When thinking about the oriental world, one of the symbols that pops into everybody’s head is silk. Silk as an important item for trade, and has played a key role in the overall prosperity of the eastern world. Since the Neolithic period the silk worm raising and textile manufacturing has already taken shape in the east, where numerous archeological discoveries provide solid proof. We can say with some certainty that the very first silk textiles most likely were produced for rituals, where people may have injected great hope in this fabric that is lighter than air to bring them longevity and then help them be delivered to the great ever after.

      During the Spring and Autumn and the Warring State periods the silk fabrics became a norm in regular clothing, well, clothing of the powerful – for a long time the wealthy merchants could not wear silk clothing due to their low social status. We have many names referring to the textile fabricated from silk, Ling, Luo, Chou, Duan, each has its unique weaving style, and each more fabulous than the next. Silk became a currency to a large extent over the course of history, and a trading path was even named after it, the Silk Road, which empowered countless nations along its way.

      Silk in record was also used in artworks much earlier than paper. The painting below is potentially the earliest painting created on silk that still exists today. Raw silk can be made into Bo or Juan, types of fabrics often used in the painting practice. Juan is the more popular and better developed style for art creation.

      Earliest Juan painting (partial), 女史箴图, Gu Kai Zhi, Jin Dynasty (5th-8th Century)
      Bo Painting, War State

      When we talk about the silk painting, Juan is the type of silk fabric that we refer to. Juan is a plainly woven silk fabric, and the raw silk acts similarly to the raw rice papers, whereas the ripe silk is also available for the more meticulous Gongbi painting style, just as the rice papers. In order to make the silk ripe, a series of complicated procedures are required, captured in the Tang Dynasty painting below. We can almost be certain that up until early Tang Dynasty all ancient paintings were made on Juan instead of paper. However, the texture of Juan may vary depending on the preference of the artists, so some artworks may appear to be painted on rougher surfaces than others.

      Court ladies preparing newly woven silk, Zhang Xuan, Tang Dynasty
      Example of Juan

      Another silk fabric commonly used in the oriental art is called Ling, which is often used for the mounting of artworks. We said that Juan was made to reflect the most plain woven fabric style, but it is not the case of Ling. Ling is filled with gorgeous patterns, including clouds, flowers, birds, etc. As the techniques progressed, more and more patterns appeared. These silk materials would be the kind that you most likely have seen as the borders of mounted artworks.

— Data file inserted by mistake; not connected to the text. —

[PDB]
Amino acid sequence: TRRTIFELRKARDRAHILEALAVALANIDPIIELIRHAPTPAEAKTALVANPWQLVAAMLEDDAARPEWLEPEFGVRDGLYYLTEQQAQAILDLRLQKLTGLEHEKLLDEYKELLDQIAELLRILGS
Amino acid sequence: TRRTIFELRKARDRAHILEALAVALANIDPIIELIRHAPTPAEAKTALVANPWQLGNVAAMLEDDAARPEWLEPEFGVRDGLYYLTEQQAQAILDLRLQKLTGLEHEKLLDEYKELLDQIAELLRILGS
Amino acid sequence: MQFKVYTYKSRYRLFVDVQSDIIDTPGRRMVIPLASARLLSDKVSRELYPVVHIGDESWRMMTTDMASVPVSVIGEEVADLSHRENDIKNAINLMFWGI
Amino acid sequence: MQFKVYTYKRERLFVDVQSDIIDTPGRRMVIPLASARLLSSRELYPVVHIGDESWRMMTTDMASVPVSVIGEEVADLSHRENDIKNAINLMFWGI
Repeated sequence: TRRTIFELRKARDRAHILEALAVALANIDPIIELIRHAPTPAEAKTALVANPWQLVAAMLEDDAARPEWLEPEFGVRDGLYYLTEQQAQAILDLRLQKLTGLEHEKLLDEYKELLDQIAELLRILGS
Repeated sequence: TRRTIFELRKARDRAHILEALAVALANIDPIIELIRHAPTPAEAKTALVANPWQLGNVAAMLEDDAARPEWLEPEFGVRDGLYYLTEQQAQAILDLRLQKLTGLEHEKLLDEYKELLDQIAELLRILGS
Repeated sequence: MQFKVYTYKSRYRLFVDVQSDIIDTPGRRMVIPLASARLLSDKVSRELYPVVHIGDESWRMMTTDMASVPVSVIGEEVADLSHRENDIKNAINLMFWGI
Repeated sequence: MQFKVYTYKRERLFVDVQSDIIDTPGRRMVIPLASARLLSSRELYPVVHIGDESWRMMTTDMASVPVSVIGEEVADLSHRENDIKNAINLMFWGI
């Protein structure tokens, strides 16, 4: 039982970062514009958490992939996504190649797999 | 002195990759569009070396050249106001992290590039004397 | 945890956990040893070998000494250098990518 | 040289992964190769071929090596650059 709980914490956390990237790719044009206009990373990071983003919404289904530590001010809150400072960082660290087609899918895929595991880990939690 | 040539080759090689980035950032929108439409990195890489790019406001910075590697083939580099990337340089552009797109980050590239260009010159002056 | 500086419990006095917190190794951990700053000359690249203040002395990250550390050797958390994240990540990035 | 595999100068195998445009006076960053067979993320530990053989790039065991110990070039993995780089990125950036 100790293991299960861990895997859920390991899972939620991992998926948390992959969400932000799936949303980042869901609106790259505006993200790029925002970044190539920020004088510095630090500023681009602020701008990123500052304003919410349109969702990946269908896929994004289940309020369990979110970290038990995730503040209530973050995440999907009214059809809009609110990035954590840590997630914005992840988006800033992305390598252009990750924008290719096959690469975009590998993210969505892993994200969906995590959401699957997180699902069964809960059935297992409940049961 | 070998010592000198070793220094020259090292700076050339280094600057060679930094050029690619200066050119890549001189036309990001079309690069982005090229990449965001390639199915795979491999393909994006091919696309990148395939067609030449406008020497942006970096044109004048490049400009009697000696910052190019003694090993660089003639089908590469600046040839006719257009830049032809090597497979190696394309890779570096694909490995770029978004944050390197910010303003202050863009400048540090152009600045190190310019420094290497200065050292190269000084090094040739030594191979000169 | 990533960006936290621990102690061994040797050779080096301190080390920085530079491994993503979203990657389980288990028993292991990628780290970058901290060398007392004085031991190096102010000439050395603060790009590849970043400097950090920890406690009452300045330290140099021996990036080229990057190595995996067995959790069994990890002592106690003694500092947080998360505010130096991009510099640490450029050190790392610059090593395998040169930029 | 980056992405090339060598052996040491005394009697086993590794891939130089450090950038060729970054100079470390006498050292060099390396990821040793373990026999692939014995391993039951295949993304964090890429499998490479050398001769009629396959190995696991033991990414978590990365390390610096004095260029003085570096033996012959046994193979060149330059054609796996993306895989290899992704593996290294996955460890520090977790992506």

Example of Ling
      Example of Ling mounted paper

        Nowadays however, Ling has experienced some change, where many types are produced with a layer of glue that reacts with heat. So the delicate mounting process became a ironing practice. I do enjoy the time saved, but I always felt that there is something missing about the rich mounting culture. So in the coming months I will try and make a video to show you how to further mount your artworks with a layer of the gorgeous silk around it the traditional and homemade way. So stay tuned!

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        How to make Xuan Rice Paper ripe

        In the oriental art world we use the Xuan rice paper, and in the previous post we discussed how to size them in order to use them most efficiently. Today let us discuss another aspect of it, how to make rice paper ripe. Now we all know that there are raw, ripe and half ripe rice papers, why do we need to make the paper ripe anyway?

        Example of Rice Paper

        The reasons are multifold.

        The most important reason would be to “fix” the defects of already ripe papers or silk. During the Gongbi painting practice, there are often times (it happened more when I was young) that the ripe rice paper or ripe silk contains spots that are actually raw or not ripe enough. In this case when we paint over such spots it becomes obvious that the color within such spots are darker, and that the color sinks through to the back of the paper. If you have seen many Gongbi paintings made several decades ago, it is very common to find such spots in the shape of finger prints that appear more often at the edges of the papers, and sometimes they would even be right in the middle of a person’s face that you consider key to the image, destroying the ambience of the painting immediately. Therefore it becomes crucial to fix the papers that we use. Ripe papers nowadays rarely have such issues anyway, but if you have not kept the papers correctly, overtime the papers may still exhibit such issues.

        Zhang Guo Lao - Gongbi Style
        Example of Gongbi Painting

        Other times the artists may want to create their own ripe papers or silk after first making use of the qualities of raw papers or silk. Such creations normally would involve an elaborate background. The artists would then make the paper or silk ripe to continue with his or her creations in the realm of the meticulous Gongbi style.